Nobody intervenes during the violence and the Black man departs the train. It is not clear what led to the fight. Someone says towards the end of the video "he called him a [N-word]." The NYPD's Hate Crime Task Force is investigating and has appealed for information.

While we all know about these incidents through news reports, the perennial problem with hate crime data is that, like with a lot of other types of crime, many incidents go unreported.

Most if not all Asian-Americans have grim stories of racist abuse, but many are not filed with police. One potential explanation for New York City's prominence in the data is that Asians there are more likely to report hate incidents to police.

Stop AAPI Hate, a campaign group, recorded 3,795 incidents of hate from March 2020 to February 2021, the bulk of which are verbal harassment (68.1 percent) and shunning (20.5 percent) described as the "deliberate avoidance of Asian Americans."

The next largest category is physical violence, accounting for 11.1 percent of all anti-Asian hate incidents.

"The number of hate incidents reported to our center represent only a fraction of the number of hate incidents that actually occur, but it does show how vulnerable Asian Americans are to discrimination, and the types of discrimination they face," the report said.

The increase in anti-Asian hate over the past year runs counter to an overall decrease shown in hate crime statistics. One explanation is obvious: Asians are increasingly targeted because of the COVID-19 pandemic that originated in China.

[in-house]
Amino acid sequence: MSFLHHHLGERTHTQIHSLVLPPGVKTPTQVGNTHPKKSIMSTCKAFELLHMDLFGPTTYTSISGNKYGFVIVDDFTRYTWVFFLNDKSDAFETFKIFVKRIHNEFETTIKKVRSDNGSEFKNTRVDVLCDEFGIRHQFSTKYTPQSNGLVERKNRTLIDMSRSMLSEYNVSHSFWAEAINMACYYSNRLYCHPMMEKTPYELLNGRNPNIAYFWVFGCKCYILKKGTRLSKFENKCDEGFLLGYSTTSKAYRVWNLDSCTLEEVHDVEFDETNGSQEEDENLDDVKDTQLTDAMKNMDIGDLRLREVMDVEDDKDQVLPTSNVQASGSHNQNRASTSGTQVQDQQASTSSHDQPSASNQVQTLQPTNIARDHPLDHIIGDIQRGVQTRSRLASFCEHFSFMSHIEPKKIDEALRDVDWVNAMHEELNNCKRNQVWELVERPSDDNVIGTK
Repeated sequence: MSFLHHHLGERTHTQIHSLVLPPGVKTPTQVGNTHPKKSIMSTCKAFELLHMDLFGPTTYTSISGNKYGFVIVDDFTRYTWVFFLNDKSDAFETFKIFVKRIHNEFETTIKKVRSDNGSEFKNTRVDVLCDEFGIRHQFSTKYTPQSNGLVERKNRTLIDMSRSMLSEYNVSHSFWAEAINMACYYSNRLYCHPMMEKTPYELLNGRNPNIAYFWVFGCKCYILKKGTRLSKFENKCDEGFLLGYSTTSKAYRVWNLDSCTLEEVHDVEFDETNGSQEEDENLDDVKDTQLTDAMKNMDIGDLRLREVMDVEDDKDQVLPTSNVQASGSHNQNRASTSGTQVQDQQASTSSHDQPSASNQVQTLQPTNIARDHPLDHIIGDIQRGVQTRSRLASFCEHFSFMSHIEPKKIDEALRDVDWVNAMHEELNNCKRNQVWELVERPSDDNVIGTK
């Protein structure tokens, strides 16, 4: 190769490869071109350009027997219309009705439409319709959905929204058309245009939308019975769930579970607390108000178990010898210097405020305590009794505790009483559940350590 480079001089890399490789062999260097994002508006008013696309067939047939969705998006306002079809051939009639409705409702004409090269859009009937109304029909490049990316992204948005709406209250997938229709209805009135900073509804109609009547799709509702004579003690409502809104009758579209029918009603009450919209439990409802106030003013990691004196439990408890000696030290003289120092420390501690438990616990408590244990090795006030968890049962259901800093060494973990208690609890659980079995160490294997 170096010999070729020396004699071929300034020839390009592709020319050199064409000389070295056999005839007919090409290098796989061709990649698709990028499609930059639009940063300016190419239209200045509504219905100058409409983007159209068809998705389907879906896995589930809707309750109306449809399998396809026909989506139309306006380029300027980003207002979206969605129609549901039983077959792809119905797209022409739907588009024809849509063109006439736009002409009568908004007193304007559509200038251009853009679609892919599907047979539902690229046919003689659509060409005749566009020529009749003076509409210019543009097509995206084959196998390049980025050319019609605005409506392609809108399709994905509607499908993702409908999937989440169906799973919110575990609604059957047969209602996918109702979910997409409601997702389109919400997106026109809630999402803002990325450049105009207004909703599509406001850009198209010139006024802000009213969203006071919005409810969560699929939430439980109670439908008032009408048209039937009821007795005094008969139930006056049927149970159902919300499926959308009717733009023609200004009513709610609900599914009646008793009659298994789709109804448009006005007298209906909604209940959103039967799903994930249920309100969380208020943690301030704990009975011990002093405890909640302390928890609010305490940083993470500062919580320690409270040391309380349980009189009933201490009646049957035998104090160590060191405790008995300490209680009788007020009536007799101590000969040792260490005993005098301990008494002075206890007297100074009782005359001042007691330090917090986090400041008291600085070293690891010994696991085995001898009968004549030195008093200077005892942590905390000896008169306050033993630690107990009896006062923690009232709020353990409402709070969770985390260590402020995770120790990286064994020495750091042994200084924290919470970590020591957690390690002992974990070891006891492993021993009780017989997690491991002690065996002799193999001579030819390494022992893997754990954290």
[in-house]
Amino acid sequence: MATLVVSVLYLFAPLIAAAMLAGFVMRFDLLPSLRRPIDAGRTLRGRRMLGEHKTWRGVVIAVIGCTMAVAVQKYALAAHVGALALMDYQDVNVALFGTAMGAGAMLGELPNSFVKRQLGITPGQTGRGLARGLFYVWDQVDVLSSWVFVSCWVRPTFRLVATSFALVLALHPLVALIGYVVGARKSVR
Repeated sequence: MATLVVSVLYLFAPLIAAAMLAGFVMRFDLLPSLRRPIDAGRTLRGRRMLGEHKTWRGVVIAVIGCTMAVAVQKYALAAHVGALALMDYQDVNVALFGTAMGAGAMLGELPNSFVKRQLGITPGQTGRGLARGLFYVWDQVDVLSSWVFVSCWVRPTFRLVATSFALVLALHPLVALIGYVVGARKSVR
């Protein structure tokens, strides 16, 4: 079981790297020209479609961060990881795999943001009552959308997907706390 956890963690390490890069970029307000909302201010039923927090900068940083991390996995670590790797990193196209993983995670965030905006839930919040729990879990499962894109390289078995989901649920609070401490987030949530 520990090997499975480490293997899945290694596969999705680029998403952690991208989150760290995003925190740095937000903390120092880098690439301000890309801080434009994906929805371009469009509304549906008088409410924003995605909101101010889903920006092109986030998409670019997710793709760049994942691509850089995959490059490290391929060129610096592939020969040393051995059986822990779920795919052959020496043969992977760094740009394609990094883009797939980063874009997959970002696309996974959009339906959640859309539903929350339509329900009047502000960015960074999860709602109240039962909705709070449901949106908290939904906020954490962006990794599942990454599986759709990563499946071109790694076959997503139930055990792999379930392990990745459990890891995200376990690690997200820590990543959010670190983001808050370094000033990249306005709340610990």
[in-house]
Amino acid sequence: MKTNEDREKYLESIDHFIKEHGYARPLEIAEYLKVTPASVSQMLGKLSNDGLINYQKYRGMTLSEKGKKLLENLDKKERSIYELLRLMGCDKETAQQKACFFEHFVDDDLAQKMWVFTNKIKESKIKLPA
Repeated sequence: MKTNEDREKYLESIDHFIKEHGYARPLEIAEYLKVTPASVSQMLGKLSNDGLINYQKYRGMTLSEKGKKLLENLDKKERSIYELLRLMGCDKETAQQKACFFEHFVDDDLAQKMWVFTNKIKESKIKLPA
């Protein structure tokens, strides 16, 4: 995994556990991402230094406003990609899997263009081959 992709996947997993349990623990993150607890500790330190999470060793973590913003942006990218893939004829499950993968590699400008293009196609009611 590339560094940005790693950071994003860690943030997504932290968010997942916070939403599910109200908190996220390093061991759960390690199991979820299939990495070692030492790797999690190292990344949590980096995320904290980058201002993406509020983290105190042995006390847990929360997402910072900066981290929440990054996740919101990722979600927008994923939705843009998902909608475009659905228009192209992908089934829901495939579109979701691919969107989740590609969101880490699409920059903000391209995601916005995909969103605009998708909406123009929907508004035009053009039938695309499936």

Asian victims of these hate incidents over the past year often report some sort of connection to COVID-19, usually in the form of verbal abuse, blaming them for the virus that has taken such a huge toll on people's lives not only in the U.S. but the world over.

New York City is hurting particularly badly. NYC Health data puts the confirmed death toll at more than 26,000 from the nearly 700,000 confirmed cases among the city's residents. Both figures are higher when probable cases and deaths are also included.

An inflammable mix of lockdown, high unemployment, the sickness and deaths of friends and family have permeated the lives of New York City's residents. The political rhetoric about China, and anger at Beijing's role, lit a match, and those disposed to racist hate blew the fire at Asians.

New Yorkers of Asian descent, appalled and upset by the images emerging from their city, are just pleading for humanity from their fellow residents. New York State Sen. John C. Liu gave an emotional assessment of the surveillance footage from the Manhattan attack.

"What's worse?" Liu asked in a tweet on Tuesday. "The attacker who stands by nonchalantly after brutalizing Asian woman, or the men inside who shut the door on her? For f*** sake, we are human beings!"

NYC protest against anti-Asian hate crime
Cameron Hunt and his father Calvin Hunt stand outside the 360 W 43rd Street building with signs of support in Midtown Manhattan on March 30, 2021 in New York City. On Monday morning, an unidentified man attacked a 65-year old woman knocking her to the ground and stomping on her head several times and made anti-Asian remarks. Michael M. Santiago/Getty Images